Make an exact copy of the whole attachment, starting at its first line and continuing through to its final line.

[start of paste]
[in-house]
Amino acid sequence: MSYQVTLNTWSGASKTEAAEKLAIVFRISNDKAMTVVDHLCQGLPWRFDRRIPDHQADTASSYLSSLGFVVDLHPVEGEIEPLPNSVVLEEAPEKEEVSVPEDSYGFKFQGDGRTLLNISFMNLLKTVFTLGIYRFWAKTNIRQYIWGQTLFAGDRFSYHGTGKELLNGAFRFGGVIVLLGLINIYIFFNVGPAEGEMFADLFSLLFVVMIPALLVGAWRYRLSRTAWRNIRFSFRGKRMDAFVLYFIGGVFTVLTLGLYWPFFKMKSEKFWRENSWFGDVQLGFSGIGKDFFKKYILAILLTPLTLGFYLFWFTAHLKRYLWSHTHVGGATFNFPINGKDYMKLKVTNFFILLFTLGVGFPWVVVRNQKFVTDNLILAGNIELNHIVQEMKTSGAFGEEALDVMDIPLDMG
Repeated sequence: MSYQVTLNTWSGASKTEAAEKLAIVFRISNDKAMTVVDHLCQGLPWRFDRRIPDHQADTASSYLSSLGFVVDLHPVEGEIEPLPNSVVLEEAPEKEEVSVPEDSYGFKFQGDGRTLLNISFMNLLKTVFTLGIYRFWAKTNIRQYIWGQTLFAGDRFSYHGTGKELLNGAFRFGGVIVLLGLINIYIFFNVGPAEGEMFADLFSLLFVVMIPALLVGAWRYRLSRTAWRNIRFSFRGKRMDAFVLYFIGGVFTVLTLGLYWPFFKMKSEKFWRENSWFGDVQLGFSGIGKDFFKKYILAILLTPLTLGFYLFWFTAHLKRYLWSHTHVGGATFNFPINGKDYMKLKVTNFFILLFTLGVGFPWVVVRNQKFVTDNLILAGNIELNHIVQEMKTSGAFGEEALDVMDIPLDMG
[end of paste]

[in-house]
Amino acid sequence: MSYQVTLNTWSGASKTEAAEKLAIVFRISNDKAMTVVDHLCQGLPWRFDRRIPDHQADTASSYLSSLGFVVDLHPVEGEIEPLPNSVVLEEAPEKEEVSVPEDSYGFKFQGDGRTLLNISFMNLLKTVFTLGIYRFWAKTNIRQYIWGQTLFAGDRFSYHGTGKELLNGAFRFGGVIVLLGLINIYIFFNVGPAEGEMFADLFSLLFVVMIPALLVGAWRYRLSRTAWRNIRFSFRGKRMDAFVLYFIGGVFTVLTLGLYWPFFKMKSEKFWRENSWFGDVQLGFSGIGKDFFKKYILAILLTPLTLGFYLFWFTAHLKRYLWSHTHVGGATFNFPINGKDYMKLKVTNFFILLFTLGVGFPWVVVRNQKFVTDNLILAGNIELNHIVQEMKTSGAFGEEALDVMDIPLDMG
Repeated sequence: MSYQVTLNTWSGASKTEAAEKLAIVFRISNDKAMTVVDHLCQGLPWRFDRRIPDHQADTASSYLSSLGFVVDLHPVEGEIEPLPNSVVLEEAPEKEEVSVPEDSYGFKFQGDGRTLLNISFMNLLKTVFTLGIYRFWAKTNIRQYIWGQTLFAGDRFSYHGTGKELLNGAFRFGGVIVLLGLINIYIFFNVGPAEGEMFADLFSLLFVVMIPALLVGAWRYRLSRTAWRNIRFSFRGKRMDAFVLYFIGGVFTVLTLGLYWPFFKMKSEKFWRENSWFGDVQLGFSGIGKDFFKKYILAILLTPLTLGFYLFWFTAHLKRYLWSHTHVGGATFNFPINGKDYMKLKVTNFFILLFTLGVGFPWVVVRNQKFVTDNLILAGNIELNHIVQEMKTSGAFGEEALDVMDIPLDMG